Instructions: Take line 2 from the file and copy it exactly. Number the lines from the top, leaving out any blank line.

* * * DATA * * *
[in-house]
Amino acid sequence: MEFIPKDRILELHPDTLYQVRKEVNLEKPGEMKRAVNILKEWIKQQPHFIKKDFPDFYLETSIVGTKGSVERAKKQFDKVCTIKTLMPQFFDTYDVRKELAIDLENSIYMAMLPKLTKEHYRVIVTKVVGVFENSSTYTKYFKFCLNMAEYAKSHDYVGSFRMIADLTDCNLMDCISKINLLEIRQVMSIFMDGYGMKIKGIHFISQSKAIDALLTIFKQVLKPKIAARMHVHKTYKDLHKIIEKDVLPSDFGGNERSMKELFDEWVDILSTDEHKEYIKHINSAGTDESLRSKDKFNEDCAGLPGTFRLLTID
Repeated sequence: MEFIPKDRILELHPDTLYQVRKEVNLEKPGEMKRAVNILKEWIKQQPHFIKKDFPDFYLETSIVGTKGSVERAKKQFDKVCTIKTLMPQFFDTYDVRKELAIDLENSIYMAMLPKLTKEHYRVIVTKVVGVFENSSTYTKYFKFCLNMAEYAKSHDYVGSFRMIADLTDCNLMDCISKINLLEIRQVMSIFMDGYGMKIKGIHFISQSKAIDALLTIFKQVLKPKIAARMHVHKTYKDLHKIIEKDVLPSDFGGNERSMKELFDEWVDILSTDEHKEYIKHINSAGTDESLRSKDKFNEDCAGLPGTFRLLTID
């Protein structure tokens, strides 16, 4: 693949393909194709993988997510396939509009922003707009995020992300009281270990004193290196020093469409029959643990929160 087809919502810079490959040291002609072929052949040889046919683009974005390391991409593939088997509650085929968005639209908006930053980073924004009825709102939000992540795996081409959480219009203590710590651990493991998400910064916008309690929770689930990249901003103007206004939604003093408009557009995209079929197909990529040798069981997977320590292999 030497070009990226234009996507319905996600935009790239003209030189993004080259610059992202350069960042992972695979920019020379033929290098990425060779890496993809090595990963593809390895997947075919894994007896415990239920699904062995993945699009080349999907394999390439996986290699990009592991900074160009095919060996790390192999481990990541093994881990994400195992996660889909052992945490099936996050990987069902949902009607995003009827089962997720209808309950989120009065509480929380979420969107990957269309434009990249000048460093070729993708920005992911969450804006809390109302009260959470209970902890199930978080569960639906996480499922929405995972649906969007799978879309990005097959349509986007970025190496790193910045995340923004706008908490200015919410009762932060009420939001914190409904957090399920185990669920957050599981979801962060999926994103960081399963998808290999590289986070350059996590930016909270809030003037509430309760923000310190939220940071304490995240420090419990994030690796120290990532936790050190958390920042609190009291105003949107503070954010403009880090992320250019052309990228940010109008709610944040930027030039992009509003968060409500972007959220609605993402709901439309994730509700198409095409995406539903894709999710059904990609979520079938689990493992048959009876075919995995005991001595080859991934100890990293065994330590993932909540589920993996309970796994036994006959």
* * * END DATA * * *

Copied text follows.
Amino acid sequence: MEFIPKDRILELHPDTLYQVRKEVNLEKPGEMKRAVNILKEWIKQQPHFIKKDFPDFYLETSIVGTKGSVERAKKQFDKVCTIKTLMPQFFDTYDVRKELAIDLENSIYMAMLPKLTKEHYRVIVTKVVGVFENSSTYTKYFKFCLNMAEYAKSHDYVGSFRMIADLTDCNLMDCISKINLLEIRQVMSIFMDGYGMKIKGIHFISQSKAIDALLTIFKQVLKPKIAARMHVHKTYKDLHKIIEKDVLPSDFGGNERSMKELFDEWVDILSTDEHKEYIKHINSAGTDESLRSKDKFNEDCAGLPGTFRLLTID